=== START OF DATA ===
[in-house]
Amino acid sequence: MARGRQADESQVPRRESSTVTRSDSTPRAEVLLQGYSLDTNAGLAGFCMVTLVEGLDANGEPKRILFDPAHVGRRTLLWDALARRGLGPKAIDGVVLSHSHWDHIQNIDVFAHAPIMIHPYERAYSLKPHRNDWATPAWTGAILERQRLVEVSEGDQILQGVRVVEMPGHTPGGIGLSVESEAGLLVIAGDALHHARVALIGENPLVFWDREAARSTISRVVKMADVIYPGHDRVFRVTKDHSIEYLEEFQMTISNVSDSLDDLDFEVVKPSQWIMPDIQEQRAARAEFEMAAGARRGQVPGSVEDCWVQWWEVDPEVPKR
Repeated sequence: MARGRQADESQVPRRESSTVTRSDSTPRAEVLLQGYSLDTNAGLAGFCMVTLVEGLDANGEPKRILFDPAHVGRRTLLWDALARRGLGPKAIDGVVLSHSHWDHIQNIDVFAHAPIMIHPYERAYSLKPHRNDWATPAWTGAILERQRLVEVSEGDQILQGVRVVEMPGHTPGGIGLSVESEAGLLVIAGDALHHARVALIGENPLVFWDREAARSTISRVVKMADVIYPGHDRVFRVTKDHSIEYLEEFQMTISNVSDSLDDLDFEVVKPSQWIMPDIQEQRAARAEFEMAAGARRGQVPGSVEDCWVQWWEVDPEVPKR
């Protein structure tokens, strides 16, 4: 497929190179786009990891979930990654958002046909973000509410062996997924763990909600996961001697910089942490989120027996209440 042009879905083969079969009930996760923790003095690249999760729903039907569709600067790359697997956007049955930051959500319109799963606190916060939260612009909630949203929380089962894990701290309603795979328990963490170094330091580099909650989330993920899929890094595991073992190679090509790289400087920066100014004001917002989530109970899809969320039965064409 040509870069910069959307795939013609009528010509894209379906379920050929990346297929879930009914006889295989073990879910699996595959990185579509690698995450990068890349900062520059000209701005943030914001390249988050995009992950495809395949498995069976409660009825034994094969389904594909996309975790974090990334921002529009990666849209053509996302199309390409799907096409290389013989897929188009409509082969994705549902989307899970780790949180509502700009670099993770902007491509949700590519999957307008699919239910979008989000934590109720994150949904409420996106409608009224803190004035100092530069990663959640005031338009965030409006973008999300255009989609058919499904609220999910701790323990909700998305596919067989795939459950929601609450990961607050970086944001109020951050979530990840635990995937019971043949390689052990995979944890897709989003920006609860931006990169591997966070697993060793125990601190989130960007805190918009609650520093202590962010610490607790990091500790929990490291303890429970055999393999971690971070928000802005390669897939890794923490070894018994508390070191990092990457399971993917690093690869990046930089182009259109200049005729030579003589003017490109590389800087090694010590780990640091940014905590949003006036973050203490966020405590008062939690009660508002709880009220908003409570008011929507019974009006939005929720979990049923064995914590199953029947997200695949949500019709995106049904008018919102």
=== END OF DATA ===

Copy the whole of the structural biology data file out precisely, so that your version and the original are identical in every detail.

[in-house]
Amino acid sequence: MARGRQADESQVPRRESSTVTRSDSTPRAEVLLQGYSLDTNAGLAGFCMVTLVEGLDANGEPKRILFDPAHVGRRTLLWDALARRGLGPKAIDGVVLSHSHWDHIQNIDVFAHAPIMIHPYERAYSLKPHRNDWATPAWTGAILERQRLVEVSEGDQILQGVRVVEMPGHTPGGIGLSVESEAGLLVIAGDALHHARVALIGENPLVFWDREAARSTISRVVKMADVIYPGHDRVFRVTKDHSIEYLEEFQMTISNVSDSLDDLDFEVVKPSQWIMPDIQEQRAARAEFEMAAGARRGQVPGSVEDCWVQWWEVDPEVPKR
Repeated sequence: MARGRQADESQVPRRESSTVTRSDSTPRAEVLLQGYSLDTNAGLAGFCMVTLVEGLDANGEPKRILFDPAHVGRRTLLWDALARRGLGPKAIDGVVLSHSHWDHIQNIDVFAHAPIMIHPYERAYSLKPHRNDWATPAWTGAILERQRLVEVSEGDQILQGVRVVEMPGHTPGGIGLSVESEAGLLVIAGDALHHARVALIGENPLVFWDREAARSTISRVVKMADVIYPGHDRVFRVTKDHSIEYLEEFQMTISNVSDSLDDLDFEVVKPSQWIMPDIQEQRAARAEFEMAAGARRGQVPGSVEDCWVQWWEVDPEVPKR
């Protein structure tokens, strides 16, 4: 497929190179786009990891979930990654958002046909973000509410062996997924763990909600996961001697910089942490989120027996209440 042009879905083969079969009930996760923790003095690249999760729903039907569709600067790359697997956007049955930051959500319109799963606190916060939260612009909630949203929380089962894990701290309603795979328990963490170094330091580099909650989330993920899929890094595991073992190679090509790289400087920066100014004001917002989530109970899809969320039965064409 040509870069910069959307795939013609009528010509894209379906379920050929990346297929879930009914006889295989073990879910699996595959990185579509690698995450990068890349900062520059000209701005943030914001390249988050995009992950495809395949498995069976409660009825034994094969389904594909996309975790974090990334921002529009990666849209053509996302199309390409799907096409290389013989897929188009409509082969994705549902989307899970780790949180509502700009670099993770902007491509949700590519999957307008699919239910979008989000934590109720994150949904409420996106409608009224803190004035100092530069990663959640005031338009965030409006973008999300255009989609058919499904609220999910701790323990909700998305596919067989795939459950929601609450990961607050970086944001109020951050979530990840635990995937019971043949390689052990995979944890897709989003920006609860931006990169591997966070697993060793125990601190989130960007805190918009609650520093202590962010610490607790990091500790929990490291303890429970055999393999971690971070928000802005390669897939890794923490070894018994508390070191990092990457399971993917690093690869990046930089182009259109200049005729030579003589003017490109590389800087090694010590780990640091940014905590949003006036973050203490966020405590008062939690009660508002709880009220908003409570008011929507019974009006939005929720979990049923064995914590199953029947997200695949949500019709995106049904008018919102």